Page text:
A train carrying southern Sudanese migrants was attacked in the country’s conflict-stricken Southern Kordofan border state killing at least one person, the United Nations said.
UN spokeswoman Hua Jiang said the most recent information indicated armed Misseriya tribesman were behind the attack. A senior Misseriya official denied the tribe had a role in the attack, and blamed it on rebels from neighbouring Darfur.
South Sudan will declare independence on July 9, but fighting in the vaguely-defined border region has complicated the split and raised fears of a broader conflict, Reuters reports.
Many southerners are trying to return home ahead of the secession, which sometimes involves crossing through volatile areas.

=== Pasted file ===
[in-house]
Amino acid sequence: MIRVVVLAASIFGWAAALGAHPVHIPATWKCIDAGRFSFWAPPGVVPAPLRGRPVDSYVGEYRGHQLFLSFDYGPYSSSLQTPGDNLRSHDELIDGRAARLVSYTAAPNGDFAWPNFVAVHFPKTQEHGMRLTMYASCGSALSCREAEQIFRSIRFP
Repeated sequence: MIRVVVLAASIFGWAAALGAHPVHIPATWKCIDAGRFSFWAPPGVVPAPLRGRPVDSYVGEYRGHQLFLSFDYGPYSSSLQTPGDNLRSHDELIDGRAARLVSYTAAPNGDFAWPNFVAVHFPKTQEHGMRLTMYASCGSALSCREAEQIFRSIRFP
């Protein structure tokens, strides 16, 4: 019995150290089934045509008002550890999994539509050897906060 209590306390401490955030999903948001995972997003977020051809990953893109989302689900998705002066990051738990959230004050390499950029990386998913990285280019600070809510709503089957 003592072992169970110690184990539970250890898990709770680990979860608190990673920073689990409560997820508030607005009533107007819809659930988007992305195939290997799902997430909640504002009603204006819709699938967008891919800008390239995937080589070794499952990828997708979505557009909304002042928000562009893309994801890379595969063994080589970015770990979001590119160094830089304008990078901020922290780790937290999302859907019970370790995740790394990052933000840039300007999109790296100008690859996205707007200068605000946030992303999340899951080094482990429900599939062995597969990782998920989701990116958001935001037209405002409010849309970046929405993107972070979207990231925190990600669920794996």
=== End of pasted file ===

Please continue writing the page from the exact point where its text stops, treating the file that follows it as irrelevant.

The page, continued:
“A train transport of southern Sudanese returnees going from Kosti to Wau was attacked by Misseriya militia this morning,” Jiang said, adding at least one person was killed and four were wounded.
Mohamed Omer al-Ansary, a Misseriya leader, confirmed an attack occurred, but said the tribe was not involved. He blamed the attack on rebels from Darfur, which neighbours Southern Kordofan and is the site of a separate insurgency.
“The Misseriya did not attack this train and we do not fight civilians,” he said.
The Misseriya are a nomadic, Arabic-speaking tribe associated with the north.
Southerners voted to secede in a January referendum, the culmination of a 2005 peace deal that ended decades of civil war. The conflict over religion, ethnicity, ideology and oil claimed some 2 million lives.
Clashes broke out between the northern army and southern-aligned troops in Southern Kordofan — the north’s main oil state — on June 5. About two weeks earlier, Khartoum moved tanks and troops into the disputed Abyei region.
More than 180,000 people have fled the fighting in Abyei and Southern Kordofan, the United Nations says.